According to 2021 research published in Neuropsychiatric Disease and Treatment, an estimated 34 to 64 percent of people with migraines have a family history of the condition. Inherited genetic mutations of CACNA1A, ATP1A2, and SCN1A have shown a link to an increased risk for migraines, with many other genetic mutations still under investigation.

Research on environmental factors that may contribute to migraines is limited, but some studies suggest a link between certain chemicals, like MSG (monosodium glutamate), aspartame, and nitrites.According to the National Headache Foundation, other possible environmental factors include weather, lighting, noise, poor air quality, and exposure to certain odors and chemicals.

Dr. Williams notes the most common migraine triggers include:

  • Stress
  • Sensory stimuli (bright lights, loud noises)
  • Changes in sleep or lack of sleep
  • Being hungry or skipping meals
  • Caffeine withdrawal or too much caffeine
  • Certain foods, including chocolate, alcohol, MSG, aged cheeses, processed meats, and aspartame
  • Rigorous physical activity
  • Hormonal changes in women

Migraine prevention

For some, making lifestyle changes may help prevent migraines. Dr. Williams explains that the following changes may help reduce the frequency or severity of migraine attacks:

  • Drink plenty of water to stay hydrated
  • Don’t skip meals
  • Aim to get about the same number of hours of sleep every night (between seven and nine)
  • Don’t go overboard on caffeine or alcohol
  • Engage in moderate daily physical activity
  • Practice coping mechanisms, like mindfulness, when stress levels are high

There are also several medications that can be taken on a regular basis to help prevent migraines from occurring. These prophylactic medications include beta blockers, calcium channel blockers, antidepressants, and anti-seizure medications. The following medications may be prescribed as preventive treatment:

The government has also put forth initiatives to help raise awareness about migraines and their impact on public health. In June of 2011, the first-everNational Migraine and Headache Awareness Month took place, which aimed to help increase understanding and awareness of the condition. Since then, the awareness month has continued to take place annually in June.

There are also a number of organizations dedicated to helping those with migraines, such as:

  • The American Migraine Foundation
  • The National Headache Foundation
  • Migraine Research Foundation
  • The American Headache Society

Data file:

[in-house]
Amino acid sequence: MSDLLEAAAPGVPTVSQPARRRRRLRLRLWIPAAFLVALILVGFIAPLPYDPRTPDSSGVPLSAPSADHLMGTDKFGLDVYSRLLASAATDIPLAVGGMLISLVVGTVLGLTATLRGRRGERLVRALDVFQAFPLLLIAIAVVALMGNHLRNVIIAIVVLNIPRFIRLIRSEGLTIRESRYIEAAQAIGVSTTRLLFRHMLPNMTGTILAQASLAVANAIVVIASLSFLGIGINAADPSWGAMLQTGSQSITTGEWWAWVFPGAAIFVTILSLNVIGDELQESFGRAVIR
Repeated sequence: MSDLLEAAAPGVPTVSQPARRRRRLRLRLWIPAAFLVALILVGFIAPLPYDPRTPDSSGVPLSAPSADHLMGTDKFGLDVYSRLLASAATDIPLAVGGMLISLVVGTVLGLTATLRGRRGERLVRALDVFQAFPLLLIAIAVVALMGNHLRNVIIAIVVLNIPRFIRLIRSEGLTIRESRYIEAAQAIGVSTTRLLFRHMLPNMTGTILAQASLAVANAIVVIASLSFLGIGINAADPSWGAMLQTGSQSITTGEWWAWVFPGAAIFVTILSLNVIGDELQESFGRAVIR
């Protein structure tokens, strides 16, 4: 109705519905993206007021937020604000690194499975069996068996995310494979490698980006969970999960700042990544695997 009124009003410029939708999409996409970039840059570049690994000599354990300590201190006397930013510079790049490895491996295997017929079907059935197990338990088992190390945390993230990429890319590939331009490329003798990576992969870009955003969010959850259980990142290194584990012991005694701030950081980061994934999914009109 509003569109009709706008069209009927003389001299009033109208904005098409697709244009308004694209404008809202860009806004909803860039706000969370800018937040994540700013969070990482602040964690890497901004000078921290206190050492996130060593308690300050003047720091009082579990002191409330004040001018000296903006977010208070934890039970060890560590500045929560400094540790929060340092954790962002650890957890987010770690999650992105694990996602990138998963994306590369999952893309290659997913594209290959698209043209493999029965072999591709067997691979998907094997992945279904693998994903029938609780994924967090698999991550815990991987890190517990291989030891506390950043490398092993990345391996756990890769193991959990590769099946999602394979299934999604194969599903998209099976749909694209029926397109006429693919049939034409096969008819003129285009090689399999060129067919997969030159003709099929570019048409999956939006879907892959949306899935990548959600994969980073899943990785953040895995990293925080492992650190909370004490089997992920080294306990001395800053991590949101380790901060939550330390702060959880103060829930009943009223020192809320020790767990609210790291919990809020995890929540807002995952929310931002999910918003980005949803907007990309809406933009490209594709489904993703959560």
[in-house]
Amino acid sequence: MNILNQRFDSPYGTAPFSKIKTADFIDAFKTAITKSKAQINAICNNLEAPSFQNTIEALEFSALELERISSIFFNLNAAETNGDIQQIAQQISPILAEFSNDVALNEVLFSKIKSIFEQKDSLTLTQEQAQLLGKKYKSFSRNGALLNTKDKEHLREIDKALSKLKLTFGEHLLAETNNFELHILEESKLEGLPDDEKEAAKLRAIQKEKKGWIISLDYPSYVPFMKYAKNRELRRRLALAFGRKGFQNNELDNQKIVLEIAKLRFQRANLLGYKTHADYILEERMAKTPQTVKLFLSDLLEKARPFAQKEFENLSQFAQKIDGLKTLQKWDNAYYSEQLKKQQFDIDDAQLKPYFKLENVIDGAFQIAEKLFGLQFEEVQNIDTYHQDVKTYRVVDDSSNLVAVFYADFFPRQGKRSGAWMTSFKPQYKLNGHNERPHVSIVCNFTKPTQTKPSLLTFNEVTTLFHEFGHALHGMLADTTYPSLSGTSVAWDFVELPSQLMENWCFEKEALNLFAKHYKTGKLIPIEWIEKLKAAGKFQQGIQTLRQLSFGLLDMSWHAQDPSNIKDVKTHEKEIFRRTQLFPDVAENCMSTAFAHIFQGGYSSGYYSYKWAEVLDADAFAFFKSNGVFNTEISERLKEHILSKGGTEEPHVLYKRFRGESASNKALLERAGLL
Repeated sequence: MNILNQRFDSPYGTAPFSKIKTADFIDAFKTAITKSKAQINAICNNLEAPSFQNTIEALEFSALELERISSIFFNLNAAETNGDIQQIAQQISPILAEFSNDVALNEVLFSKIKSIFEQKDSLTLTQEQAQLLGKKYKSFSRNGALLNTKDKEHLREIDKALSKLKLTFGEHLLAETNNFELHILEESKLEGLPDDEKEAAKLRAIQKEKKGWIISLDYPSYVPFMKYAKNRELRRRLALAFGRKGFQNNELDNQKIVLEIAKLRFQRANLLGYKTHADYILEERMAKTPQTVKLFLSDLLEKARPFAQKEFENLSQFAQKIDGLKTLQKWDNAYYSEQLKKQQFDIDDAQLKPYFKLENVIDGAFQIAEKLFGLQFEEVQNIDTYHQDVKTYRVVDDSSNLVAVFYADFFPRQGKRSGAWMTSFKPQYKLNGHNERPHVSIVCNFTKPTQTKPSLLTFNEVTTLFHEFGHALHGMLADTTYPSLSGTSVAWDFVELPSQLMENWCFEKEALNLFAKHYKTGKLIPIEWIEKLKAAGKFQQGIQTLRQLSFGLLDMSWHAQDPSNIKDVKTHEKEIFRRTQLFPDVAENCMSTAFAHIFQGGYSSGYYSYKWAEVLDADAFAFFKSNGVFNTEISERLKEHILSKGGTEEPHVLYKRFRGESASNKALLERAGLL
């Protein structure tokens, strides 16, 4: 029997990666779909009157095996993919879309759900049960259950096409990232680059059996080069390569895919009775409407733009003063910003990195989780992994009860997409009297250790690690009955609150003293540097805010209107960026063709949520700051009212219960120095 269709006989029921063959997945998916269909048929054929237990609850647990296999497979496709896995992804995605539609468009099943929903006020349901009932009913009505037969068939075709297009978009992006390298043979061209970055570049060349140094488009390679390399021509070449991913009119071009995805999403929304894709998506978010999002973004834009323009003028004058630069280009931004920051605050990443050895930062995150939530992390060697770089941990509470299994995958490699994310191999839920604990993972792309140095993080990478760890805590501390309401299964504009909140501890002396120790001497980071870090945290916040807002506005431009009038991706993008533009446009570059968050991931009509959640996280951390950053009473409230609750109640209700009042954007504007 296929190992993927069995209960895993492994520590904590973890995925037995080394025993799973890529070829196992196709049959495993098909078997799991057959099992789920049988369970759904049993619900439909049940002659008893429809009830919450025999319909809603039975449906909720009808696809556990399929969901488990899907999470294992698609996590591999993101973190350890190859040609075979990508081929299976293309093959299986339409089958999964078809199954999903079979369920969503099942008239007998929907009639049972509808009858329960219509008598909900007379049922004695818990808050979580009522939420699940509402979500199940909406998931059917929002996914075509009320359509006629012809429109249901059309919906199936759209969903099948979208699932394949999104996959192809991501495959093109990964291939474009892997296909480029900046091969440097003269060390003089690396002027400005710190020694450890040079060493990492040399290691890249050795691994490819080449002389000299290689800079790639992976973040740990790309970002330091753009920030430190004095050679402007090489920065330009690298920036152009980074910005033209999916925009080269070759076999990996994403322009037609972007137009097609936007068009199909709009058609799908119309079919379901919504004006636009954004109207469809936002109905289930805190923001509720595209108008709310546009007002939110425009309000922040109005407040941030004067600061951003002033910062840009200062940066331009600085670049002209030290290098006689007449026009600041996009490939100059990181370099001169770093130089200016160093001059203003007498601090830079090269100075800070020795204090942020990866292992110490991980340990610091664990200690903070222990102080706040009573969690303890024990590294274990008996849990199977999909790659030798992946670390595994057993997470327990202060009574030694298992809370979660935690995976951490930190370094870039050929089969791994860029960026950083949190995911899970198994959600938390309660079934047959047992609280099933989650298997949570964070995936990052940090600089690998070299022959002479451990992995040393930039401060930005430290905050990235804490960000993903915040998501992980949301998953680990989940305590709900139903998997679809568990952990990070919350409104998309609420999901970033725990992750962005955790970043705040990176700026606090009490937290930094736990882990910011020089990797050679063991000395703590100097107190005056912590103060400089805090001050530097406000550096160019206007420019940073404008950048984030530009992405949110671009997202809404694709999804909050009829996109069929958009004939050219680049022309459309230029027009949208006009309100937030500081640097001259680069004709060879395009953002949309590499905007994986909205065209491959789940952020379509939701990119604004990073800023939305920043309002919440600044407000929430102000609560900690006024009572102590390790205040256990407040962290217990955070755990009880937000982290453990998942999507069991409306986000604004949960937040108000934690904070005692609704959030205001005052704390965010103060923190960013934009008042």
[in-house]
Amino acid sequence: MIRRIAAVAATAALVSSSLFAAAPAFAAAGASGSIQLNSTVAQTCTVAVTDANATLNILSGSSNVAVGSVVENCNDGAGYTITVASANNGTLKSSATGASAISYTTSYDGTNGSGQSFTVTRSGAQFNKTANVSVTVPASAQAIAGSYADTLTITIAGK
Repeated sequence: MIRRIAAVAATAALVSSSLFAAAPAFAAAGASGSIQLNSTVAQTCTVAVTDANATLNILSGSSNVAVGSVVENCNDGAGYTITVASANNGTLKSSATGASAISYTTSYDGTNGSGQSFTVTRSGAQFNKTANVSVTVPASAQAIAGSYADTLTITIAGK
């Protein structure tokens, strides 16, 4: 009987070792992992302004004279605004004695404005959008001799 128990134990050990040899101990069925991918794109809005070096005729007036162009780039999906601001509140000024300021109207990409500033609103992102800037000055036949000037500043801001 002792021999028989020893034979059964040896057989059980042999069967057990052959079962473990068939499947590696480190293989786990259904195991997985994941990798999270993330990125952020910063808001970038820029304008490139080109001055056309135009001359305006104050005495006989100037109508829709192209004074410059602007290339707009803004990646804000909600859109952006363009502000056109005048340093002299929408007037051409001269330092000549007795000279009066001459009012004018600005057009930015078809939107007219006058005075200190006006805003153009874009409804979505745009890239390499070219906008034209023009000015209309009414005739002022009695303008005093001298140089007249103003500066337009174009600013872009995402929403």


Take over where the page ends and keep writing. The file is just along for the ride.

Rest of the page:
• The Association of Migraine Disorders

Treating migraine

Migraine treatment can be complex, and it may take several tries to find what works best for you. Medications used to treat migraines can be divided into two main categories: those meant for acute treatment of migraines and those meant for prophylactic or preventative treatment.

Acute migraine medications include over-the-counter pain relievers, such as acetaminophen (Tylenol) and ibuprofen (Advil or Motrin), as well as prescription options like triptans. Triptans, such as Imitrex, Frova, Maxalt, Zomig, Axert, and Relpax, make up a class of medications that work by narrowing blood vessels and blocking pain pathways in the brain. However, be aware of medication overuse headaches and ask a healthcare professional about the best way to take these pain relievers for migraine or cluster headaches.

In addition to medication, there are a number of other possible treatments for migraines, such as:

  • Cognitive-behavioral therapy
  • Biofeedback
  • Acupuncture
  • Chiropractic care
  • Relaxation techniques
  • Exercise
  • Massage
  • Dietary changes

Additionally, there are several ongoing clinical trials testing new migraine treatments, such as monoclonal antibodies, calcitonin gene-related peptide (CGRP) inhibitors, transcranial magnetic stimulation (TMS), vagus nerve stimulation (VNS), and many more. While trials take years to complete, the hope is that these and other new treatments will provide much-needed relief for those suffering from migraines.

While there is no cure for migraines, there are a number of ways to help manage the condition and lessen the frequency and severity of attacks. With proper treatment, many people are able to find significant relief from their migraines.

Migraine questions and answers

How common is migraine in the world?

Migraines affect 1 in 7 people globally, as reported by the American Migraine Foundation.

Which country has the highest rate of migraine?

Research published in The Lancet suggests that Italy and Nepal had the highest rate of migraine in the world in 2016, with the lowest rates occurring in China.

What percentage of the U.S. population has migraines?

According to the Migraine Institute, 43% of U.S. women and 18% of men will experience migraines at some point in their life.

Are migraines genetic?

Research shows there is a genetic component to migraines, but it is not fully understood. According to the Journal of Headache and Pain, as many as 60% of people with migraines have a family history of the condition.

Can migraine be cured?

Unfortunately, there’s no cure for migraines at this time. However, there are several treatment options available that can help lessen the frequency and severity of attacks. Lifestyle changes, prophylactic medications, and acute migraine medications can all be used to help manage migraines.

Migraine research